Edin Dzeko shown during World Cup qualifying with Bosnia in a match against Liechtenstein on October 11, 2013. Amel Emric / AP
Edin Dzeko shown during World Cup qualifying with Bosnia in a match against Liechtenstein on October 11, 2013. Amel Emric / AP

Rags-to-riches Edin Dzeko brings Bosnia to 2014 World Cup

Edin Dzeko heads into the World Cup fresh from finally establishing himself at Manchester City, where he played a key role in securing the Premier League title.

The 28-year-old Bosnian had an explosive start to a season of two distinct halves in which he scored 16 goals.

He scored four against Tottenham Hotspur and two against arch-rivals Manchester United at the start of the campaign, suffered a dramatic dip in form and then made a spectacular comeback, hitting five goals in the crucial three-game run in to the title.

The 1.93-metre (6ft 4ins) tall striker has become a huge favourite wherever he has played in his rags to riches story.

As a child, Dzeko endured the siege of Sarajevo and spent three war-stricken years living in a one-bedroom apartment with a dozen relatives.

Having started with FK Zeljeznicar Sarajevo, Dzeko became a goalscorer with Czech side Teplice and was spotted by German side Wolfsburg, who made him a European star.

Dzeko’s goals took Wolfsburg to fifth place in the table in his first season and in the following campaign his 26 goals in 29 games, alongside the equally-prolific Grafite, now playing in the UAE with the Arabian Gulf League club Al Ahli, brought a stunning German title and the Bundesliga Players’ Player of the Year award.

City’s cash won over Dzeko in January 2011 – he was signed for $45 million (Dh165.2m) – and at first he thought England would be a perfect theatre for his physical style and dominating presence. But the goals did not come and doubts crept in.

“I have to admit it was very tough for me in the opening few months in Manchester because everything was so different and I wondered if I could ever adapt to what was expected of me,” he said in one interview later.

“Every game in England is a real battle, the pace of the game is tough to get used to, and my confidence was not there at the start. I also had to understand how the referees worked in this country, as they allowed much more physical contact than I was used to in Germany,” he said.

“You feel the need to prove yourself in a team full of so many stars and the attention is all on Manchester City right now. We are the team that everyone talks about for spending so much money and you don’t want to be the guy who falls short in this story.”

The goals came and Dzeko has been an integral part of the City team that won English titles in 2011/12 and again this year.

He has had to come through long spells sitting on the bench for his club, but he has stuck it out and it won’t be the same playing for Bosnia in Group F at the World Cup against Argentina, Iran and Nigeria.

Bosnia and Herzegovina are playing in their first World Cup finals and the nation has sky-high hopes.

Dzeko cried with joy after Bosnia beat Lithuania in October to seal first place in their qualifying group.

“To be there the first time in Brazil would be amazing for the players, for the people, for the whole country,” he said after the game.

Off the pitch, Dzeko, a Muslim, has not forgotten his experiences in wartime Bosnia. He is an ambassador for the UN Children’s Fund and talks in schools in his homeland seeking to overcome lingering divisions between the country’s ethnic groups.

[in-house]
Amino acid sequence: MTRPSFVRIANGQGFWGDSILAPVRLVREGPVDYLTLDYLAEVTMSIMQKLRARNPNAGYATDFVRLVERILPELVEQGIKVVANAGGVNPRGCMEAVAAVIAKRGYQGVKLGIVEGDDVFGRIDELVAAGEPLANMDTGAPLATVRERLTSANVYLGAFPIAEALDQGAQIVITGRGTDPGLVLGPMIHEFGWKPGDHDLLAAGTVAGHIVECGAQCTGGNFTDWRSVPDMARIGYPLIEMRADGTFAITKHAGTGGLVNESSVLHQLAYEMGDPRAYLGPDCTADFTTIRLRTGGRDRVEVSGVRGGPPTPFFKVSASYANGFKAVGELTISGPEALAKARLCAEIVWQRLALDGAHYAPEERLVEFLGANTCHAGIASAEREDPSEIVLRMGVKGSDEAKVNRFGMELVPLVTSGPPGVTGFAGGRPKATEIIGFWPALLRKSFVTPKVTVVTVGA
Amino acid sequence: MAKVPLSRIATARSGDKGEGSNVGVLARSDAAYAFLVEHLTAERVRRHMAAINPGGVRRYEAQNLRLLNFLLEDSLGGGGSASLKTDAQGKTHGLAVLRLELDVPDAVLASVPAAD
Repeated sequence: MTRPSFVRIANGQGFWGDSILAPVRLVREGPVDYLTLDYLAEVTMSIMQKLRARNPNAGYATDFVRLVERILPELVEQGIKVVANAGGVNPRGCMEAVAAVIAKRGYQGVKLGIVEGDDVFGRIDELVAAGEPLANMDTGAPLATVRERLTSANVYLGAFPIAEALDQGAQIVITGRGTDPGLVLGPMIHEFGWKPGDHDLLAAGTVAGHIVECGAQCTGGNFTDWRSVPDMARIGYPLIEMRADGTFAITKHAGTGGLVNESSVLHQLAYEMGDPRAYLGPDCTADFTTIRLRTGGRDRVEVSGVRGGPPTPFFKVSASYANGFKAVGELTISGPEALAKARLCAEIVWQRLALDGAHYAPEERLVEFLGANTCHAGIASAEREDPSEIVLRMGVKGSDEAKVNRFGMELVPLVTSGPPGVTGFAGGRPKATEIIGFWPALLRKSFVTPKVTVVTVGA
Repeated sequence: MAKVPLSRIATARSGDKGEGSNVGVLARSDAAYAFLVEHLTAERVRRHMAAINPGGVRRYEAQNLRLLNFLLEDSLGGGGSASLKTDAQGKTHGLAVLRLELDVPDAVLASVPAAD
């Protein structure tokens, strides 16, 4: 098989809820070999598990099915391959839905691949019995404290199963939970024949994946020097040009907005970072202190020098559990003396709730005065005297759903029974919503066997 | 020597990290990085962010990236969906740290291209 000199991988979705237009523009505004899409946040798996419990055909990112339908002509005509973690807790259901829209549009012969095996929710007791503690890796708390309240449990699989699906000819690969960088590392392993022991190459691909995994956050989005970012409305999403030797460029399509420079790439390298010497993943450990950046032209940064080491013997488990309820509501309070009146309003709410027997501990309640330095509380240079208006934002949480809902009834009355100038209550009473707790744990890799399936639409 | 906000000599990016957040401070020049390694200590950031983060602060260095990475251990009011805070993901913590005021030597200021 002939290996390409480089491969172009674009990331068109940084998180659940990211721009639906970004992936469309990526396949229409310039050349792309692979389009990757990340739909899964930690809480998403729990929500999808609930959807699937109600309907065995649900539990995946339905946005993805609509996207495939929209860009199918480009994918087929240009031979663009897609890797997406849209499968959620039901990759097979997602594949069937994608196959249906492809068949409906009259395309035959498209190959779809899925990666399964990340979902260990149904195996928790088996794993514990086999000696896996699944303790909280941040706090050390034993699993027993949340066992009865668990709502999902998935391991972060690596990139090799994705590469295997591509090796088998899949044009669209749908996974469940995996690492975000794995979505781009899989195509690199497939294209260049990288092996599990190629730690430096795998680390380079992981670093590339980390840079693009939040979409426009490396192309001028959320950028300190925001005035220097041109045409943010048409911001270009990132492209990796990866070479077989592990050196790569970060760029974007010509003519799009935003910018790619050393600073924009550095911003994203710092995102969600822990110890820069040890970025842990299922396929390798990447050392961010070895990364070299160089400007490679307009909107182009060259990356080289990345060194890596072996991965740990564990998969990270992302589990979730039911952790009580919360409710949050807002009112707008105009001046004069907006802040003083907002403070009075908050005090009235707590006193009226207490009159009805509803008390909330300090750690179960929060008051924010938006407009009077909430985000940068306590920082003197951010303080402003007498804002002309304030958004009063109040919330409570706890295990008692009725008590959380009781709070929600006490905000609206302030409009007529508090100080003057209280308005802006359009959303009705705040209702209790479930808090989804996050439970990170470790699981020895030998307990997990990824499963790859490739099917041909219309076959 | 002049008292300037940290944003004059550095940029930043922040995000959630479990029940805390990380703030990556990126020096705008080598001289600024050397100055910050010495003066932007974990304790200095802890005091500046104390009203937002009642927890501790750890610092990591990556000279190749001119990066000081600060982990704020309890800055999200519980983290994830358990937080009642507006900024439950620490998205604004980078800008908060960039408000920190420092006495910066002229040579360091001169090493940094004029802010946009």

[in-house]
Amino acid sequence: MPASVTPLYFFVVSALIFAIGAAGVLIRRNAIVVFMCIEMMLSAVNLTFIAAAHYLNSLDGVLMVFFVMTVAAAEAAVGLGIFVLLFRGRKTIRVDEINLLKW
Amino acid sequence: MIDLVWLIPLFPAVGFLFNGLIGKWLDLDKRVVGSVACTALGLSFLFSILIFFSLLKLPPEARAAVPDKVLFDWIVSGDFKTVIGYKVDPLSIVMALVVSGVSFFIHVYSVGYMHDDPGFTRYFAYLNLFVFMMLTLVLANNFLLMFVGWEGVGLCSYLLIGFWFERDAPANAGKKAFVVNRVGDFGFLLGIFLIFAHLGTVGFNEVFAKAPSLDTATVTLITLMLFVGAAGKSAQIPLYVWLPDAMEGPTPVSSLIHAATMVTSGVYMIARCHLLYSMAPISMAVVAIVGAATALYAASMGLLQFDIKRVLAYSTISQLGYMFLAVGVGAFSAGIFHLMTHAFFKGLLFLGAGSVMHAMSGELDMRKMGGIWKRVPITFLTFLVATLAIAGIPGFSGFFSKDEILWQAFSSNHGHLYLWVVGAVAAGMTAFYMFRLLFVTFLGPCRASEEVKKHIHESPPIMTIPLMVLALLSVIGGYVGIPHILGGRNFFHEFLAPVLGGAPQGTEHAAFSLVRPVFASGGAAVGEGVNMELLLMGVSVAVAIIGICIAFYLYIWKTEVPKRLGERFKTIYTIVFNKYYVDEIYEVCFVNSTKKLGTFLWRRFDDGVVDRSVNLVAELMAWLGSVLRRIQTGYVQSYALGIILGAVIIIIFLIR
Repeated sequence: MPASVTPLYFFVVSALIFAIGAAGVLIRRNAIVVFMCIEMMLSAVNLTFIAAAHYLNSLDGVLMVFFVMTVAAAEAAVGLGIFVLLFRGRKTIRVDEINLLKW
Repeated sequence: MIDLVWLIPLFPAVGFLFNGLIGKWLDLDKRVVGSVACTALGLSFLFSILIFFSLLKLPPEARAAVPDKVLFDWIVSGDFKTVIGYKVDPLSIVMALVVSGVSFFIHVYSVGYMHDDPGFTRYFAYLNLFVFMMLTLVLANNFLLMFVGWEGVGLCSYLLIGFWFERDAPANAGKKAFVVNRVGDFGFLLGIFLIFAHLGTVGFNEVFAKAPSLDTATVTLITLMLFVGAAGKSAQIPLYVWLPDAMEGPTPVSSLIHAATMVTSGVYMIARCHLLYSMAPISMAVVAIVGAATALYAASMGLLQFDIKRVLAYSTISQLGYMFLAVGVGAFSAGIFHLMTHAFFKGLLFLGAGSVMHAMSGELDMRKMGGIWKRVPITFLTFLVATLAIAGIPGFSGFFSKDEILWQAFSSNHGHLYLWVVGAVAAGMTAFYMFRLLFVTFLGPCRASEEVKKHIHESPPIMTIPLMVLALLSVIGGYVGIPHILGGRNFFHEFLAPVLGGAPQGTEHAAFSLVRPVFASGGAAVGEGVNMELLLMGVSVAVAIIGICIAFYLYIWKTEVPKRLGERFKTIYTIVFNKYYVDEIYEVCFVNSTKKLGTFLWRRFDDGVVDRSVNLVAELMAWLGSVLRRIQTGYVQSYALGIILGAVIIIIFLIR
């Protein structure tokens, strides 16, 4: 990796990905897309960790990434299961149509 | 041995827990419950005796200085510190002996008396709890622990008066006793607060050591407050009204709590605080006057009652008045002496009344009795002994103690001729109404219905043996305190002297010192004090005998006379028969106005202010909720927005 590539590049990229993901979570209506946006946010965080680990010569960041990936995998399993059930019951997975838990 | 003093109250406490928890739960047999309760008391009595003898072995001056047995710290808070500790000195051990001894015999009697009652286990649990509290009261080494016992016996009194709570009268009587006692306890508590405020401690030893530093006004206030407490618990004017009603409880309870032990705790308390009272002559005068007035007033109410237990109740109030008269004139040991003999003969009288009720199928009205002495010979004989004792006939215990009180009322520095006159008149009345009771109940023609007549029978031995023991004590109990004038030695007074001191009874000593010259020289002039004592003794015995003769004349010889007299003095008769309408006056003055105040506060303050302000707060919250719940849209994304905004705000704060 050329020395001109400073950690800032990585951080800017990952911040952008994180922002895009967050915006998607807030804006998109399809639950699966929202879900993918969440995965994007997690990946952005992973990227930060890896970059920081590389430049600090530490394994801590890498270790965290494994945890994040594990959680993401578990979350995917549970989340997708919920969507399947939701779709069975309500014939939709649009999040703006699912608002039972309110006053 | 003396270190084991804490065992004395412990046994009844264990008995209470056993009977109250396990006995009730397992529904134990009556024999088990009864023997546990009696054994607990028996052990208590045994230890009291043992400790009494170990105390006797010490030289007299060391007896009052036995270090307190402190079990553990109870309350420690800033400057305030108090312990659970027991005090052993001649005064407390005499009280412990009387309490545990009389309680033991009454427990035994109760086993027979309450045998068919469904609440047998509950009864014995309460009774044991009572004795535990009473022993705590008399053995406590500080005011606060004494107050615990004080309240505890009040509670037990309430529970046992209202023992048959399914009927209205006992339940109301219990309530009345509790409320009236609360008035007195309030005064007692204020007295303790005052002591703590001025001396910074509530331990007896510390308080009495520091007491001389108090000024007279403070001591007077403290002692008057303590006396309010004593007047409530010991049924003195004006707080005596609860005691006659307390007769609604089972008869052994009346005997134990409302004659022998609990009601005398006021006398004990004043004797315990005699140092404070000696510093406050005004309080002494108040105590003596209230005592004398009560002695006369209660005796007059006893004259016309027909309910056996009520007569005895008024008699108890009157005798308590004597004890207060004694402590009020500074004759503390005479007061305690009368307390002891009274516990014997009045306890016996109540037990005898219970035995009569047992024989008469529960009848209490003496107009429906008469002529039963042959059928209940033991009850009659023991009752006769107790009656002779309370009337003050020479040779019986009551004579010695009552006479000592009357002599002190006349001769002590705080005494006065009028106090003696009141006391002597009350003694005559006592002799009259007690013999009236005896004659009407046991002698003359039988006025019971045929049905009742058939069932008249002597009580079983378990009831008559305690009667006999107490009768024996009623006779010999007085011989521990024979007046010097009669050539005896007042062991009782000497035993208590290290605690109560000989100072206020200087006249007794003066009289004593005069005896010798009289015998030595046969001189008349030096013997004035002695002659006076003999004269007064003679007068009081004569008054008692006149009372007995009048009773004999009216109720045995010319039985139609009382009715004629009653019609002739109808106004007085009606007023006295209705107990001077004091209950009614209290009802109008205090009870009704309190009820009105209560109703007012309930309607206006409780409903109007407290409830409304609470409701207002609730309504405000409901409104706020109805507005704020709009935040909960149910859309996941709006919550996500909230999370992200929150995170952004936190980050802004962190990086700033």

“Many of the schools are divided. It’s like two schools in one, with the Bosnians on one side and the Croats on the other.

“I go there to try to persuade them to come together and mix, because the war led to mistrust and hate, so things are difficult.”

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  • Be honest and transparent: It is always better to own up than be found out. Tell your partner everything they want to know. Show remorse. Inform them of the extent of the situation so they know what they are dealing with.
  • Work on yourself: Be honest with yourself and your partner and figure out why you did it. Don’t be ashamed to ask for professional help. 
  • Give it time: Like any breach of trust, it requires time to rebuild. So be consistent, communicate often and be patient with your partner and yourself.
  • Discuss your financial situation regularly: Ensure your spouse is involved in financial matters and decisions. Your ability to consistently follow through with what you say you are going to do when it comes to money can make all the difference in your partner’s willingness to trust you again.
  • Work on a plan to resolve the problem together: If there is a lot of debt, for example, create a budget and financial plan together and ensure your partner is fully informed, involved and supported. 

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Mr Chahwan says younger generations have a higher capacity to take on risk, but for some their appetite can be more cautious because they are investing for the first time. “Schools still do not teach personal finance and stock market investing, so a lot of the learning journey can feel daunting and intimidating,” he says.

He advises millennials to not always start with an aggressive portfolio even if they can afford to take risks. “We always advise to work your way up to your risk capacity, that way you experience volatility and get used to it. Given the higher risk capacity for the younger generations, stocks are a favourite,” says Mr Chahwan.

Highlighting the role technology has played in encouraging millennials and Gen Z to invest, he says: “They were often excluded, but with lower account minimums ... a customer with $1,000 [Dh3,672] in their account has their money working for them just as hard as the portfolio of a high get-worth individual.”

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